If you notice that your pastor starts quoting or retweeting posts from the following people or resources, he or she might be adopting, or at least be sympathetic to, some aspects of Critical Theory, as well.

To be clear, it should not be assumed that EVERY idea these people/organizations teach is unbiblical. But it does take deep theological discernment, as well as a fairly sophisticated knowledge of the CRT framework, to detect where these ideas filter in.

"What's This Mean?"

Before diving into Critical Race Theory, you're going to need to know some basics about its "parent framework," Critical Theory (CT), sometimes called Intersectionality. Here are some resources to help you get started in understanding CT better.

1. Listen to this podcast with Alisa Childers and Neil Shenvi

2. Then, read this article by Dr. Neil Shenvi and Dr. Pat Sawyer

Note: There are MANY articles on the Gospel Coalition web site that promote ideas based on Critical Theory, to varying degrees. So just be aware of that. I am linking to this particular article because it’s written by Neil Shenvi and Pat Sawyer and provides a balanced presentation of the issue.

3. Watch this video by Dr. Neil Shenvi

With this information in hand, now you can begin to explore some of the basics of Critical Race Theory itself. My podcast (All The Things) partner, Monique Duson (founder, Center for Biblical Unity), is a former CRT advocate who has now come out of that framework. In this teaching series, we give a crash course on the similarities and differences between historic Christianity and Critical Theory.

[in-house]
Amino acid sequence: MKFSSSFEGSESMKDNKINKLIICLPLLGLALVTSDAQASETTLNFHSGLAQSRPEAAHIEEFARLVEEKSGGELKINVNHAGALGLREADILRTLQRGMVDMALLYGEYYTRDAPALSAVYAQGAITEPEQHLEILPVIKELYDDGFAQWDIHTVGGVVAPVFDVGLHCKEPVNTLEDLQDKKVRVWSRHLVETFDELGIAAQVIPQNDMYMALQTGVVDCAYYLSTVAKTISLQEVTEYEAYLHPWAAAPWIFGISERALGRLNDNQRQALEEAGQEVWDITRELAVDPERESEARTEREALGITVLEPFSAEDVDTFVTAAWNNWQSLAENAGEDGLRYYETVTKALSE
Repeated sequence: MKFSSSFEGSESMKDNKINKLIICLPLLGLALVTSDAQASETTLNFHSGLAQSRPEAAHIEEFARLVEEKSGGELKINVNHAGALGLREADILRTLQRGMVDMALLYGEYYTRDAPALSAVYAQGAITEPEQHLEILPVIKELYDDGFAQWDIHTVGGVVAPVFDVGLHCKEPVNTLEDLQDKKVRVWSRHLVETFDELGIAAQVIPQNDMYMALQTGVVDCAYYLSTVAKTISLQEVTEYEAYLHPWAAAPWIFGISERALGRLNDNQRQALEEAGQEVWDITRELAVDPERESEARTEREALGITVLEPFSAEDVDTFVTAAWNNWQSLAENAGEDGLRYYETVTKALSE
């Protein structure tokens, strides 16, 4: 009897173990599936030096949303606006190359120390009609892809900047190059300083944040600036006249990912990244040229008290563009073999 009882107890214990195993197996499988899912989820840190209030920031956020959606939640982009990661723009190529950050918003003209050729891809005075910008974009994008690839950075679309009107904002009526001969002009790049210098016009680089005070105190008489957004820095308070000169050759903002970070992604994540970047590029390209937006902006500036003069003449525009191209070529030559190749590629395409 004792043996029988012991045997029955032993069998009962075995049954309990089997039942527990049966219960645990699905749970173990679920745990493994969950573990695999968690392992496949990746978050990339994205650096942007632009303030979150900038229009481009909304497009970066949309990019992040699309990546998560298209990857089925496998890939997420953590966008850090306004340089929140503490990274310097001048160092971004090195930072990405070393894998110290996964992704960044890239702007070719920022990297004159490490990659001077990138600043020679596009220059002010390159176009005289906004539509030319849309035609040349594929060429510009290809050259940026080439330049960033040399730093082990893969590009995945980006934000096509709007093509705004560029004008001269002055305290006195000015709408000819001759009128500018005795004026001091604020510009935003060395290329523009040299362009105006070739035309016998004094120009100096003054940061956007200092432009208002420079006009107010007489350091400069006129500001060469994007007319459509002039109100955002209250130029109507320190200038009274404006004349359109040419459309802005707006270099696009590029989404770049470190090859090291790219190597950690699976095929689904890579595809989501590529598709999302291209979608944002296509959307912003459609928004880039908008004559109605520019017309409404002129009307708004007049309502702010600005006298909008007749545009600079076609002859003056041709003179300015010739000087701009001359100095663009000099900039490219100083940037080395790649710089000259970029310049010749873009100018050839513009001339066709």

Please visit the Center for Biblical Unity YouTube channel for more discussions about race and Critical Race Theory.

Now what?

If you are a pastor or lay-person, here are some practical ways to help yourself become more acquainted of how to interact with CRT from a historic Christian perspective.

If you are in a position of leadership in a church (e.g., elder, lead pastor, youth pastor) or ministry (e.g., board member, director), I strongly suggest that you make the time to explore Critical Race Theory more deeply so that you can help your people not get swept away by false doctrine.

When it comes to issues related to Critical Race Theory, many Christians are woefully ill-equipped to accurately represent or critique these ideas because they rely too heavily on secondary sources. So, if you are concerned about your church’s drift into this framework, and want to speak to leadership about it, you will need to interact with the primary sources so you will be able to address concerns and make nuanced distinctions.

Here are a few selections from leading advocates of those positions that will help you gain familiarity with the Critical Theory/Critical Race Theory side of things. (These are PRO-CT/CRT resources to help you become conversant in that framework.)

  • Book: White Fragility or How to Be an Antiracist (secular perspective)

  • Book: The Color of Compromise or Rediscipling the White Church (Christian perspective)

  • Be sure to check out Neil Shenvi’s web site for more reviews of key books related to Critical Theory and Critical Race Theory. They offer a useful way to process what you're reading.

  • Podcasts: Pass the Mic or Truth’s Table

  • What happens when you challenge the claims of critical theory on a college campus? Something like this.

For a historic Christian response to Critical Theory/Critical Race Theory, see these resources:

Like I stated previously, Critical Race Theory is a very complex network of ideas. So, if you disagree with your church’s drift into these frameworks, you will need to take some time to read the primary sources so you will be able to address concerns and make nuanced distinctions. Only by thoughtfully engaging in resources from its leaders can you begin to understand the scope and complexity of the arguments that CRT advocates are making.

NOTE: The purpose of this resource is simply to provide those who are new to the conversation with some direction to investigate these issues for themselves. It is NOT to put forth a defense of any particular position. Those conversations are happening elsewhere.